Black History Month officially ended yesterday, but the message it carries is as important today as it was on February 29 (or the 28th, if it hadn’t been for the leap year).
Black History is American History, so it has no one-month limit. And the struggle for equality, unfortunately, is far from over.
I try to get to Selma every first weekend in March for Bloody Sunday commemorations. If you don’t know what Bloody Sunday is, don’t feel bad. Until 6 years ago, I didn’t know either. The annual celebration includes the re-enactment of Selma’s civil rights leaders’ initial trek across the Edmund Pettus Bridge toward Montgomery on March, 7, 1965.
Thwarted at every attempt to register blacks to vote, these leaders organized more than 500 people intent on marching 51 miles to the state capital. They intended to demand full voting rights and to protest the police shooting death of nonviolent protester Jimmie Lee Jackson.
They never made it. Instead Sheriff Jim Clark, and a wall of state and local police officers on horses and on foot, used billy clubs and tear gas to beat them back across the bridge. Some of the marchers were gravely injured, bloodied and bruised.
The melee was captured by television cameras and splashed across America’s evening newscasts. Again, visual images stirred the world’s conscience and turned national support toward the embattled black citizens’ plight. The Voting Rights Act of 1965 was a direct result of the Selma movement.
Now, there are two ways to look at Bloody Sunday. Sure, the crowd had no permit to march. As such, the police were within their rights to break up the unauthorized gathering. Law and order must be maintained, after all.
But it really wasn’t about “law and order,” per se. Those in power who wanted to stay in power used the law and order mantra as a thin veil over naked bigotry and racism. The fact is, the constitution had guaranteed blacks the right to vote. But forces hell-bent on maintaining white supremacy created another set of laws that robbed blacks of that right for 100 years.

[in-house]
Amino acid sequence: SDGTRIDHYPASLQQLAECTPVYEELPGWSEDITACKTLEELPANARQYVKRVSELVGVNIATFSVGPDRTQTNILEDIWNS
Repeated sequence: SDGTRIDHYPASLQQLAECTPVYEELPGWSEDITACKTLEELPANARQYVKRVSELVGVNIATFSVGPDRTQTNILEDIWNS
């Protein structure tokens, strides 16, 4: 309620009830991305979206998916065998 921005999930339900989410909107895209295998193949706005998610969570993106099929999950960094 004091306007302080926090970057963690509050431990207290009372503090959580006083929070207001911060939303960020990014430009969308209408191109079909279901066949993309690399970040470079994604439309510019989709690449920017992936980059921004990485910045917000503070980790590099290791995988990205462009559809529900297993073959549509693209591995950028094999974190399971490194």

After several aborted attempts (and another death), the marchers set out again for Montgomery on March 22, this time with court-ordered permission and under the protection of federal guards. The crowd that crossed the Edmund Pettus Bridge this time numbered more than 8,000, including locals and people of many hues and ethnicities from across the country, led by Dr. Martin Luther King, Jr. Five days later, they made their demands known at the state capital. Gov. George Wallace ignored them.
This year’s Bloody Sunday commemoration will be a full march from Selma to Montgomery. Part of its purpose is to protest Alabama’s now infamous immigration law – dubbed HB 56. The parallels between what happened 47 years ago and what’s going on now are rather striking.
Yes, illegal immigration is, well, illegal. Law and order must be maintained to secure our nation’s borders. Got it.
But we have to honestly ask ourselves, what thin veil is HB56 really covering? Is there moral strength in what lies beneath it? Is it backlash against the so-called “browning of America” and its implications? Is it about protecting American jobs from low-wage competition, or protecting job-creators who’ve turned a blind eye to immigration status so they can pimp cheap laborers? Is it about people in power who are hell-bent on keeping their power?